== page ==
The results of this large prospective cohort study are consistent with previous studies and confirm that PPD symptoms are associated with worse maternal and child outcomes, including recurrent depression in the mother, lower relationship satisfaction, and externalizing problems and ADHD symptoms in the children. However, this study also shows that treatment with an SSRI during the postpartum period was associated with a reduced risk of PPD-associated maternal mental health problems and child externalizing behaviors across the first five years of a child’s life. 

This study is notable for the finding that only 2% of women with PPD received treatment with an antidepressant. This report does not include data on the frequency of non-pharmacologic treatment, including psychotherapy. We would expect that women with milder depressive symptoms might opt for psychotherapy; it is likely that many women in this cohort had more significant symptoms but did not seek or were not able to obtain psychotherapy or medication. It is also possible that the women received psychotherapy, but it did not appear to mitigate risk for PPD-associated negative outcomes in their children. Although certain types of psychotherapy have been shown to be effective for reducing depressive symptoms in the mother, we do not have data on child outcomes in women receiving psychotherapy.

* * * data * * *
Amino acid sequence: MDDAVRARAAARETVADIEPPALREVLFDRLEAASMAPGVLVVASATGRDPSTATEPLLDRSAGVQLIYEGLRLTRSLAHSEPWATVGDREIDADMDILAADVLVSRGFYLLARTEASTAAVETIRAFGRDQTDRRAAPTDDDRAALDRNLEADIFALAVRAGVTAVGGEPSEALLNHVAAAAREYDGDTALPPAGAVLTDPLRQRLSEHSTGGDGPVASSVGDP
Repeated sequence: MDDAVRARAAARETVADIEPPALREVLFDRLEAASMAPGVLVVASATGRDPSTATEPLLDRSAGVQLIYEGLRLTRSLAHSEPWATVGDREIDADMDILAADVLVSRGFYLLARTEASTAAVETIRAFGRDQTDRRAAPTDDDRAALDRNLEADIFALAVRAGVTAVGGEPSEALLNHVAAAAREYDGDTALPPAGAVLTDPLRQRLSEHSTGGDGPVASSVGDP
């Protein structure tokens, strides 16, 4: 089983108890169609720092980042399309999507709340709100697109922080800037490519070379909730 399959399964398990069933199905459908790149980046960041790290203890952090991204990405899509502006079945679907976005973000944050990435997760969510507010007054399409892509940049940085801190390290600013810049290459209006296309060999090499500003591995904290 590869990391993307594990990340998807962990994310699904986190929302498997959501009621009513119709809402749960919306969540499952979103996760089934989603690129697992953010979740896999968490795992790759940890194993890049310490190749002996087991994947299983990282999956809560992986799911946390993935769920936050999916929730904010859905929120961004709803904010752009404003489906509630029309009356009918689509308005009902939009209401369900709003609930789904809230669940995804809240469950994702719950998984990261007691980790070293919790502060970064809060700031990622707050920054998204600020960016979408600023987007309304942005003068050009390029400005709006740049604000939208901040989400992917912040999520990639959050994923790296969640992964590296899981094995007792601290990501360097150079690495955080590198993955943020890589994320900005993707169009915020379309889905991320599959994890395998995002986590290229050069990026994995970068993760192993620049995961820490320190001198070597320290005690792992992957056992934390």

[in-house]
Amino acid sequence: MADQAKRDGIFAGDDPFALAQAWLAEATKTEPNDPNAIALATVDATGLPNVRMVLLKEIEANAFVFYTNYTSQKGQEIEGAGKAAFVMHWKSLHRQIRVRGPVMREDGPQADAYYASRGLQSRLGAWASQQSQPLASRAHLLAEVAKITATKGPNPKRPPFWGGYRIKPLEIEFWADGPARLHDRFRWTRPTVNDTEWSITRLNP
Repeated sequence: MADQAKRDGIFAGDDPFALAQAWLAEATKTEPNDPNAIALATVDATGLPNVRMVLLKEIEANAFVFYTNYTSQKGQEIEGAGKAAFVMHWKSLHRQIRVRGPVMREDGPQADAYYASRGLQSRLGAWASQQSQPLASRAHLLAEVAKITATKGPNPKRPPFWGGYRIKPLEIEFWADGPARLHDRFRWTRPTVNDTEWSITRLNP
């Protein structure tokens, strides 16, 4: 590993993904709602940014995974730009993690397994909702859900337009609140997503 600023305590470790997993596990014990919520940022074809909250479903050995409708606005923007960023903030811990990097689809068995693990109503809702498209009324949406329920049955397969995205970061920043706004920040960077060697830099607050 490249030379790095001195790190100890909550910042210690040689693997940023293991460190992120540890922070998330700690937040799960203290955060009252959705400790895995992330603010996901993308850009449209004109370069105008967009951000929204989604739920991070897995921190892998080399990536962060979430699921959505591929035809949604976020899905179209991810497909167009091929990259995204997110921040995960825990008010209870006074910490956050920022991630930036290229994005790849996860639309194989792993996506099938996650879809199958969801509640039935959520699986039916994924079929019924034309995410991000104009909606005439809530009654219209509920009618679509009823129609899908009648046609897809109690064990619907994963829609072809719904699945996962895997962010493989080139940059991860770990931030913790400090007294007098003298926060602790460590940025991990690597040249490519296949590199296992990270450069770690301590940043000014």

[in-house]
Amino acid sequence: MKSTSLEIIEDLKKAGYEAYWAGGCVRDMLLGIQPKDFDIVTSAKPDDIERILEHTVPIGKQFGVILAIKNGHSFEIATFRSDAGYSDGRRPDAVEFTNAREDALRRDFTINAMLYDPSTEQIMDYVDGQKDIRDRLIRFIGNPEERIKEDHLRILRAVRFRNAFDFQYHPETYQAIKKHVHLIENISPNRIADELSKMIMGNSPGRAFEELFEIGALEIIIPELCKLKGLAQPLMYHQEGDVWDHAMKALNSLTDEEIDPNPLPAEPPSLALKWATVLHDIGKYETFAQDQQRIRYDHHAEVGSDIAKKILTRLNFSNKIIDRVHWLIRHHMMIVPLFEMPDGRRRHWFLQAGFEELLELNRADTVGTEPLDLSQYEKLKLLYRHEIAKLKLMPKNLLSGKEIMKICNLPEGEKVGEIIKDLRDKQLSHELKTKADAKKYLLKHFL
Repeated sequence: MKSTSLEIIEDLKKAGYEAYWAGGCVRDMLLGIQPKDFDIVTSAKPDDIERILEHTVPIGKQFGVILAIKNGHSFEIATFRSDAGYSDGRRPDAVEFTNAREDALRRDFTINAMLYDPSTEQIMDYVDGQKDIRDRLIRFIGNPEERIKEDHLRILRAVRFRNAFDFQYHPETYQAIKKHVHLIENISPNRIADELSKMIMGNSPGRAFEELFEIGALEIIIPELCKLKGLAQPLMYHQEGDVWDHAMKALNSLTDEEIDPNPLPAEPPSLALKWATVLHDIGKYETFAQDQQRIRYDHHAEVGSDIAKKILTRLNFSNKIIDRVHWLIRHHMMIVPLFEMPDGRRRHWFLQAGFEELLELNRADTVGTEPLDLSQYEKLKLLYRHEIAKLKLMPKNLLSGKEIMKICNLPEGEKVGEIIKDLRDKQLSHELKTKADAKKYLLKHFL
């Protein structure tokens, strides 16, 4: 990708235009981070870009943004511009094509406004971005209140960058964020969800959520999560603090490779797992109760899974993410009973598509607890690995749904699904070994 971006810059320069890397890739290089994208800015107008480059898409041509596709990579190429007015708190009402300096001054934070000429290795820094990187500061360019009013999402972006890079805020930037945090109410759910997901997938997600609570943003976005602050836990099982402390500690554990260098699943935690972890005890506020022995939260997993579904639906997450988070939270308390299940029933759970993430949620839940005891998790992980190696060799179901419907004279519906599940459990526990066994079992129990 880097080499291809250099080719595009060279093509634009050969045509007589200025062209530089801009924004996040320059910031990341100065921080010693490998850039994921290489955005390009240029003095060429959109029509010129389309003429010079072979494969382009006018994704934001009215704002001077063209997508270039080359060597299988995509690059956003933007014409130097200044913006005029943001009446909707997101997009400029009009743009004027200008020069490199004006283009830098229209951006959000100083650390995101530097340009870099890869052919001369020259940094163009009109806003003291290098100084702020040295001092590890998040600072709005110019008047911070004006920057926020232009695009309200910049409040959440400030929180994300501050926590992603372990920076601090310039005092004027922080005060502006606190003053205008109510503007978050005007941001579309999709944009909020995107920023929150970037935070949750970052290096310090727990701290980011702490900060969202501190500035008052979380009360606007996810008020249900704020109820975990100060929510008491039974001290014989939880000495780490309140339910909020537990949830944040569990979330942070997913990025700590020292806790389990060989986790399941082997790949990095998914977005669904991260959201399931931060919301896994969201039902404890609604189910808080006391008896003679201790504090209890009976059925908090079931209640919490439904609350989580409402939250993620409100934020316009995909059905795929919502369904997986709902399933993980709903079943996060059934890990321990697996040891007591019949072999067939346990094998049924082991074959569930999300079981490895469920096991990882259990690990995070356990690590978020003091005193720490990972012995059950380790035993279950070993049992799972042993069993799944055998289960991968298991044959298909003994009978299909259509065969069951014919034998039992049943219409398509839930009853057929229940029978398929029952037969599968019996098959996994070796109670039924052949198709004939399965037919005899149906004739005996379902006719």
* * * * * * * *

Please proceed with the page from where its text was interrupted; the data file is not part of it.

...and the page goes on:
The other important thing this study demonstrates is the long-term benefits of treatment with an SSRI; benefits were seen up until five years postpartum. Many questions remain; however, this study emphasizes the need for more aggressive treatment of mothers with PPD. In this study, only 2% of the women with PPD were treated with an SSRI. We do not know exactly what sort of intervention the rest of the women with PPD received. Presumably some of those women received psychotherapy. What we do know is that 98% of the women with PPD were not treated with an antidepressant, and these women and their children had worse outcomes than their non-depressed or antidepressant treated counterparts. 

These findings suggest that postpartum SSRI treatment may have both short- and long-term benefits for women with postpartum depression and their offspring. This study provides valuable information for clinicians and women with postpartum depression who are making decisions regarding treatment. Previous studies have documented that SSRI antidepressants are effective for the treatment of PPD. This study indicates that SSRI treatment of PPD has long-term benefits for the mother–lower risk of recurrent depression, improved quality of relationships–and long-term benefits for the child–decreased risk of externalizing symptoms and ADHD symptoms.

Ruta Nonacs, MD PhD


Liu C, Ystrom E, McAdams TA. Long-Term Maternal and Child Outcomes Following Postnatal SSRI Treatment. JAMA Netw Open. 2023 Aug 1;6(8):e2331270.